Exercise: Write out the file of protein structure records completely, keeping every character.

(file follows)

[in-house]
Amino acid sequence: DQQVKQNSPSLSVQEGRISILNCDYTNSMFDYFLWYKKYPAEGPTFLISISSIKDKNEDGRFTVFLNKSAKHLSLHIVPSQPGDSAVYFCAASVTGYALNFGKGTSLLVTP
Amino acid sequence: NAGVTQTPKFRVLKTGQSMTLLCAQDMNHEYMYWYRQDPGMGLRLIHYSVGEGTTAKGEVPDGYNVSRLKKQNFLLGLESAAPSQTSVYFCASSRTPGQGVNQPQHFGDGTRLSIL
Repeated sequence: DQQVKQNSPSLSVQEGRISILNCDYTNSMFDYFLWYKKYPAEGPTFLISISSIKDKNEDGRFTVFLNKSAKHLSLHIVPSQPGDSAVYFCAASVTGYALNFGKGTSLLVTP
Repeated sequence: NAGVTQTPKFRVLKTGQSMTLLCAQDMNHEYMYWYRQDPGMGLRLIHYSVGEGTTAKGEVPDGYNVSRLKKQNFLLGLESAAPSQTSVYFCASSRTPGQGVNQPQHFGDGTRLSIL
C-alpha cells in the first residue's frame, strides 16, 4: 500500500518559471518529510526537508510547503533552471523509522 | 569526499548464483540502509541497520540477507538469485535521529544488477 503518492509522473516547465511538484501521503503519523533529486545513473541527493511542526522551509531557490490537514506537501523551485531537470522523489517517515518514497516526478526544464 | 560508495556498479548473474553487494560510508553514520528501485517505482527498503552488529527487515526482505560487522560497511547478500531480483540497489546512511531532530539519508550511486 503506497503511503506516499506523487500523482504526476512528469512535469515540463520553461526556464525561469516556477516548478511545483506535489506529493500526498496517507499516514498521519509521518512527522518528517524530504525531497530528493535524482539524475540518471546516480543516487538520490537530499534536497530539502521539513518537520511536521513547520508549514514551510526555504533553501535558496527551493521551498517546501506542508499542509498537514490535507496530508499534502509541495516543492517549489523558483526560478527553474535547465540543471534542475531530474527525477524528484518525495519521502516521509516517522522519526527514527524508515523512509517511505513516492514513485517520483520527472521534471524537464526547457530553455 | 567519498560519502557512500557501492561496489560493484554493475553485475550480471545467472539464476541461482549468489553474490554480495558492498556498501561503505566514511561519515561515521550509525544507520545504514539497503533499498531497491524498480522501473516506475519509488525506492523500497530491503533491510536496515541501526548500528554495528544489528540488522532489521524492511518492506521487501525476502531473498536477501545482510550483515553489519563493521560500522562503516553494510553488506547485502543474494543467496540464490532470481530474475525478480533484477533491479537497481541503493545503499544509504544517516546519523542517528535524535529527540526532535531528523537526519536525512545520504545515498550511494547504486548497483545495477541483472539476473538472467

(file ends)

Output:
[in-house]
Amino acid sequence: DQQVKQNSPSLSVQEGRISILNCDYTNSMFDYFLWYKKYPAEGPTFLISISSIKDKNEDGRFTVFLNKSAKHLSLHIVPSQPGDSAVYFCAASVTGYALNFGKGTSLLVTP
Amino acid sequence: NAGVTQTPKFRVLKTGQSMTLLCAQDMNHEYMYWYRQDPGMGLRLIHYSVGEGTTAKGEVPDGYNVSRLKKQNFLLGLESAAPSQTSVYFCASSRTPGQGVNQPQHFGDGTRLSIL
Repeated sequence: DQQVKQNSPSLSVQEGRISILNCDYTNSMFDYFLWYKKYPAEGPTFLISISSIKDKNEDGRFTVFLNKSAKHLSLHIVPSQPGDSAVYFCAASVTGYALNFGKGTSLLVTP
Repeated sequence: NAGVTQTPKFRVLKTGQSMTLLCAQDMNHEYMYWYRQDPGMGLRLIHYSVGEGTTAKGEVPDGYNVSRLKKQNFLLGLESAAPSQTSVYFCASSRTPGQGVNQPQHFGDGTRLSIL
C-alpha cells in the first residue's frame, strides 16, 4: 500500500518559471518529510526537508510547503533552471523509522 | 569526499548464483540502509541497520540477507538469485535521529544488477 503518492509522473516547465511538484501521503503519523533529486545513473541527493511542526522551509531557490490537514506537501523551485531537470522523489517517515518514497516526478526544464 | 560508495556498479548473474553487494560510508553514520528501485517505482527498503552488529527487515526482505560487522560497511547478500531480483540497489546512511531532530539519508550511486 503506497503511503506516499506523487500523482504526476512528469512535469515540463520553461526556464525561469516556477516548478511545483506535489506529493500526498496517507499516514498521519509521518512527522518528517524530504525531497530528493535524482539524475540518471546516480543516487538520490537530499534536497530539502521539513518537520511536521513547520508549514514551510526555504533553501535558496527551493521551498517546501506542508499542509498537514490535507496530508499534502509541495516543492517549489523558483526560478527553474535547465540543471534542475531530474527525477524528484518525495519521502516521509516517522522519526527514527524508515523512509517511505513516492514513485517520483520527472521534471524537464526547457530553455 | 567519498560519502557512500557501492561496489560493484554493475553485475550480471545467472539464476541461482549468489553474490554480495558492498556498501561503505566514511561519515561515521550509525544507520545504514539497503533499498531497491524498480522501473516506475519509488525506492523500497530491503533491510536496515541501526548500528554495528544489528540488522532489521524492511518492506521487501525476502531473498536477501545482510550483515553489519563493521560500522562503516553494510553488506547485502543474494543467496540464490532470481530474475525478480533484477533491479537497481541503493545503499544509504544517516546519523542517528535524535529527540526532535531528523537526519536525512545520504545515498550511494547504486548497483545495477541483472539476473538472467